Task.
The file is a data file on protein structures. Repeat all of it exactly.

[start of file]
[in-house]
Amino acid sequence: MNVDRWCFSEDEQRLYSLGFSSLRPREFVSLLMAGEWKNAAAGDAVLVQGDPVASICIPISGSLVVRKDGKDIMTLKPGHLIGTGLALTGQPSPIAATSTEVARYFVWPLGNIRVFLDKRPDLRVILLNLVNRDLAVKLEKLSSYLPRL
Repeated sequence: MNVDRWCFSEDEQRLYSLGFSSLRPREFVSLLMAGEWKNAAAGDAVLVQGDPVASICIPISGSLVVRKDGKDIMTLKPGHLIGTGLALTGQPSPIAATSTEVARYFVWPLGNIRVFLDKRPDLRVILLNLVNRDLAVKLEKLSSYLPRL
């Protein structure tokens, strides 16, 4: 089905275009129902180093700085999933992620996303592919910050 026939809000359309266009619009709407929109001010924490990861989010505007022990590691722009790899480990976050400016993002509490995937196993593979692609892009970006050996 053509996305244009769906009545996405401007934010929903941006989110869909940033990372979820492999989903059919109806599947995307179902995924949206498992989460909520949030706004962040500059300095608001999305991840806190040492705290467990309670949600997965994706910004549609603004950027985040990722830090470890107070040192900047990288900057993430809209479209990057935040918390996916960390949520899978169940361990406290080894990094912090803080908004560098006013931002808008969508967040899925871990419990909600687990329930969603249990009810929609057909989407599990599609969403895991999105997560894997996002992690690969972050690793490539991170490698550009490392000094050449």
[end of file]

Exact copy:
[in-house]
Amino acid sequence: MNVDRWCFSEDEQRLYSLGFSSLRPREFVSLLMAGEWKNAAAGDAVLVQGDPVASICIPISGSLVVRKDGKDIMTLKPGHLIGTGLALTGQPSPIAATSTEVARYFVWPLGNIRVFLDKRPDLRVILLNLVNRDLAVKLEKLSSYLPRL
Repeated sequence: MNVDRWCFSEDEQRLYSLGFSSLRPREFVSLLMAGEWKNAAAGDAVLVQGDPVASICIPISGSLVVRKDGKDIMTLKPGHLIGTGLALTGQPSPIAATSTEVARYFVWPLGNIRVFLDKRPDLRVILLNLVNRDLAVKLEKLSSYLPRL
């Protein structure tokens, strides 16, 4: 089905275009129902180093700085999933992620996303592919910050 026939809000359309266009619009709407929109001010924490990861989010505007022990590691722009790899480990976050400016993002509490995937196993593979692609892009970006050996 053509996305244009769906009545996405401007934010929903941006989110869909940033990372979820492999989903059919109806599947995307179902995924949206498992989460909520949030706004962040500059300095608001999305991840806190040492705290467990309670949600997965994706910004549609603004950027985040990722830090470890107070040192900047990288900057993430809209479209990057935040918390996916960390949520899978169940361990406290080894990094912090803080908004560098006013931002808008969508967040899925871990419990909600687990329930969603249990009810929609057909989407599990599609969403895991999105997560894997996002992690690969972050690793490539991170490698550009490392000094050449």